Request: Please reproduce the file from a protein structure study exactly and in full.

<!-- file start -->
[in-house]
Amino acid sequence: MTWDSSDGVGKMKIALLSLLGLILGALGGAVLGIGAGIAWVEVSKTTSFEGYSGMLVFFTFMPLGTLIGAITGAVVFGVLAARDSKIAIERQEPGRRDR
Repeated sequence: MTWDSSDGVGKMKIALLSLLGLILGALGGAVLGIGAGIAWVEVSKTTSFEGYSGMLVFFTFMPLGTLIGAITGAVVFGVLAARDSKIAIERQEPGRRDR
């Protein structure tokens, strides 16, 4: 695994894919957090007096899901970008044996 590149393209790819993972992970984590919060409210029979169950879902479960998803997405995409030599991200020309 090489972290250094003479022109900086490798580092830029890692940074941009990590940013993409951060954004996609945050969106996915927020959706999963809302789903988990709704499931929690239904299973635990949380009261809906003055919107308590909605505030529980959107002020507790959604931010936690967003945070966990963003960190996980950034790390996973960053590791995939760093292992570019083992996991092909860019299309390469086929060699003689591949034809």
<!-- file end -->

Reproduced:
[in-house]
Amino acid sequence: MTWDSSDGVGKMKIALLSLLGLILGALGGAVLGIGAGIAWVEVSKTTSFEGYSGMLVFFTFMPLGTLIGAITGAVVFGVLAARDSKIAIERQEPGRRDR
Repeated sequence: MTWDSSDGVGKMKIALLSLLGLILGALGGAVLGIGAGIAWVEVSKTTSFEGYSGMLVFFTFMPLGTLIGAITGAVVFGVLAARDSKIAIERQEPGRRDR
């Protein structure tokens, strides 16, 4: 695994894919957090007096899901970008044996 590149393209790819993972992970984590919060409210029979169950879902479960998803997405995409030599991200020309 090489972290250094003479022109900086490798580092830029890692940074941009990590940013993409951060954004996609945050969106996915927020959706999963809302789903988990709704499931929690239904299973635990949380009261809906003055919107308590909605505030529980959107002020507790959604931010936690967003945070966990963003960190996980950034790390996973960053590791995939760093292992570019083992996991092909860019299309390469086929060699003689591949034809």